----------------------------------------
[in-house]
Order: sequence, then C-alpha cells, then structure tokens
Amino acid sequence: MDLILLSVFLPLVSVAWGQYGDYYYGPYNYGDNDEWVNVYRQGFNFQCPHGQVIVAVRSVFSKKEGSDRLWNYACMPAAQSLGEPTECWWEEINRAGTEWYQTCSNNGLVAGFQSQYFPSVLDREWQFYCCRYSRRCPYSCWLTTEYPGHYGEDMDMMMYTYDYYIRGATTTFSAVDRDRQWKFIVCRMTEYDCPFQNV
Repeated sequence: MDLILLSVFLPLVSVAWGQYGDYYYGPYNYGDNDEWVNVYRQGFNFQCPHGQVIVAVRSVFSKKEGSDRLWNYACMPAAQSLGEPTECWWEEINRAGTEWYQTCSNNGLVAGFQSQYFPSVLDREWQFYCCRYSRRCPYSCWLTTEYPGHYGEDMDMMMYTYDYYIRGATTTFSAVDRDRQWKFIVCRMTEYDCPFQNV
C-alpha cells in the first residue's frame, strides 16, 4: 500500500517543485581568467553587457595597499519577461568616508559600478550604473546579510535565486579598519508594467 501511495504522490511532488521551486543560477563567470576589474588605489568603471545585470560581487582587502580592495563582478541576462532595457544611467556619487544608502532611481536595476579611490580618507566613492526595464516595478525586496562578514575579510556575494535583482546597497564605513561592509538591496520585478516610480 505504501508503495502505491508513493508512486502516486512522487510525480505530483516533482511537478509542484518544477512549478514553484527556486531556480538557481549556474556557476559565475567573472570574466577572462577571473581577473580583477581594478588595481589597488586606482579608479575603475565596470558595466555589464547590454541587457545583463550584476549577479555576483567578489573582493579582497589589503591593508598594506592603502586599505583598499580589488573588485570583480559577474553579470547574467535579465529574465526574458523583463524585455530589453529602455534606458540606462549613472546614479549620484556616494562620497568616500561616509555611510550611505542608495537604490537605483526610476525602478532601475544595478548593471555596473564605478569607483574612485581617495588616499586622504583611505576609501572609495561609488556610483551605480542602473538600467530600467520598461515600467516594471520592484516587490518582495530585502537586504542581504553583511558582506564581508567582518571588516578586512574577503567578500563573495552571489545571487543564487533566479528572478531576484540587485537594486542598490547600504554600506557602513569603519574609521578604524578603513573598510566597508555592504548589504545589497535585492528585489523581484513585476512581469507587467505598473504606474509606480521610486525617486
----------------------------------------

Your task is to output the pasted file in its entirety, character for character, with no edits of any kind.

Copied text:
[in-house]
Order: sequence, then C-alpha cells, then structure tokens
Amino acid sequence: MDLILLSVFLPLVSVAWGQYGDYYYGPYNYGDNDEWVNVYRQGFNFQCPHGQVIVAVRSVFSKKEGSDRLWNYACMPAAQSLGEPTECWWEEINRAGTEWYQTCSNNGLVAGFQSQYFPSVLDREWQFYCCRYSRRCPYSCWLTTEYPGHYGEDMDMMMYTYDYYIRGATTTFSAVDRDRQWKFIVCRMTEYDCPFQNV
Repeated sequence: MDLILLSVFLPLVSVAWGQYGDYYYGPYNYGDNDEWVNVYRQGFNFQCPHGQVIVAVRSVFSKKEGSDRLWNYACMPAAQSLGEPTECWWEEINRAGTEWYQTCSNNGLVAGFQSQYFPSVLDREWQFYCCRYSRRCPYSCWLTTEYPGHYGEDMDMMMYTYDYYIRGATTTFSAVDRDRQWKFIVCRMTEYDCPFQNV
C-alpha cells in the first residue's frame, strides 16, 4: 500500500517543485581568467553587457595597499519577461568616508559600478550604473546579510535565486579598519508594467 501511495504522490511532488521551486543560477563567470576589474588605489568603471545585470560581487582587502580592495563582478541576462532595457544611467556619487544608502532611481536595476579611490580618507566613492526595464516595478525586496562578514575579510556575494535583482546597497564605513561592509538591496520585478516610480 505504501508503495502505491508513493508512486502516486512522487510525480505530483516533482511537478509542484518544477512549478514553484527556486531556480538557481549556474556557476559565475567573472570574466577572462577571473581577473580583477581594478588595481589597488586606482579608479575603475565596470558595466555589464547590454541587457545583463550584476549577479555576483567578489573582493579582497589589503591593508598594506592603502586599505583598499580589488573588485570583480559577474553579470547574467535579465529574465526574458523583463524585455530589453529602455534606458540606462549613472546614479549620484556616494562620497568616500561616509555611510550611505542608495537604490537605483526610476525602478532601475544595478548593471555596473564605478569607483574612485581617495588616499586622504583611505576609501572609495561609488556610483551605480542602473538600467530600467520598461515600467516594471520592484516587490518582495530585502537586504542581504553583511558582506564581508567582518571588516578586512574577503567578500563573495552571489545571487543564487533566479528572478531576484540587485537594486542598490547600504554600506557602513569603519574609521578604524578603513573598510566597508555592504548589504545589497535585492528585489523581484513585476512581469507587467505598473504606474509606480521610486525617486